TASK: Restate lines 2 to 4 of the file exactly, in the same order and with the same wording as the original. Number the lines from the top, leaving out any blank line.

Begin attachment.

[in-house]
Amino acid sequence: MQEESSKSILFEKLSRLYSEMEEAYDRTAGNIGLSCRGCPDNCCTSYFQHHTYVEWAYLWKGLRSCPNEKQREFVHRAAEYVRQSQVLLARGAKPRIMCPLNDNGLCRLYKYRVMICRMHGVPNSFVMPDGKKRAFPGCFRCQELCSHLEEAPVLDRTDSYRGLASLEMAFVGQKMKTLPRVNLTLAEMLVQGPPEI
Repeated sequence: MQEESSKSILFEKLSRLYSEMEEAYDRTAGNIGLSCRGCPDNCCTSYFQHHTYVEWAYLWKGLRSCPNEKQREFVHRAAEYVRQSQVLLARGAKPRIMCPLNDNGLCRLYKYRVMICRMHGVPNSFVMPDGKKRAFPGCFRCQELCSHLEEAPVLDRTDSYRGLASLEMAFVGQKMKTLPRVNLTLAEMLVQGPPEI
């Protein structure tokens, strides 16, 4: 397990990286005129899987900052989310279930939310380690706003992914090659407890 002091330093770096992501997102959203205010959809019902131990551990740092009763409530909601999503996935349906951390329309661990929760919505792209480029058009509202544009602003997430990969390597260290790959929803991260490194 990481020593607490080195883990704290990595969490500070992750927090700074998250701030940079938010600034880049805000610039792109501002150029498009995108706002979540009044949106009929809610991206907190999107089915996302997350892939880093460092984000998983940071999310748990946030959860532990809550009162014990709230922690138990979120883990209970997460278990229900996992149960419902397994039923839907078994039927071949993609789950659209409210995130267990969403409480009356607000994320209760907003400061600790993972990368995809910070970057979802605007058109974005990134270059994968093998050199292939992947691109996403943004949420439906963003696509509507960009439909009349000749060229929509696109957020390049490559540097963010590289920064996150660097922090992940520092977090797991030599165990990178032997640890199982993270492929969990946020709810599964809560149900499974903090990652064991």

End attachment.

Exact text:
Amino acid sequence: MQEESSKSILFEKLSRLYSEMEEAYDRTAGNIGLSCRGCPDNCCTSYFQHHTYVEWAYLWKGLRSCPNEKQREFVHRAAEYVRQSQVLLARGAKPRIMCPLNDNGLCRLYKYRVMICRMHGVPNSFVMPDGKKRAFPGCFRCQELCSHLEEAPVLDRTDSYRGLASLEMAFVGQKMKTLPRVNLTLAEMLVQGPPEI
Repeated sequence: MQEESSKSILFEKLSRLYSEMEEAYDRTAGNIGLSCRGCPDNCCTSYFQHHTYVEWAYLWKGLRSCPNEKQREFVHRAAEYVRQSQVLLARGAKPRIMCPLNDNGLCRLYKYRVMICRMHGVPNSFVMPDGKKRAFPGCFRCQELCSHLEEAPVLDRTDSYRGLASLEMAFVGQKMKTLPRVNLTLAEMLVQGPPEI
């Protein structure tokens, strides 16, 4: 397990990286005129899987900052989310279930939310380690706003992914090659407890 002091330093770096992501997102959203205010959809019902131990551990740092009763409530909601999503996935349906951390329309661990929760919505792209480029058009509202544009602003997430990969390597260290790959929803991260490194 990481020593607490080195883990704290990595969490500070992750927090700074998250701030940079938010600034880049805000610039792109501002150029498009995108706002979540009044949106009929809610991206907190999107089915996302997350892939880093460092984000998983940071999310748990946030959860532990809550009162014990709230922690138990979120883990209970997460278990229900996992149960419902397994039923839907078994039927071949993609789950659209409210995130267990969403409480009356607000994320209760907003400061600790993972990368995809910070970057979802605007058109974005990134270059994968093998050199292939992947691109996403943004949420439906963003696509509507960009439909009349000749060229929509696109957020390049490559540097963010590289920064996150660097922090992940520092977090797991030599165990990178032997640890199982993270492929969990946020709810599964809560149900499974903090990652064991």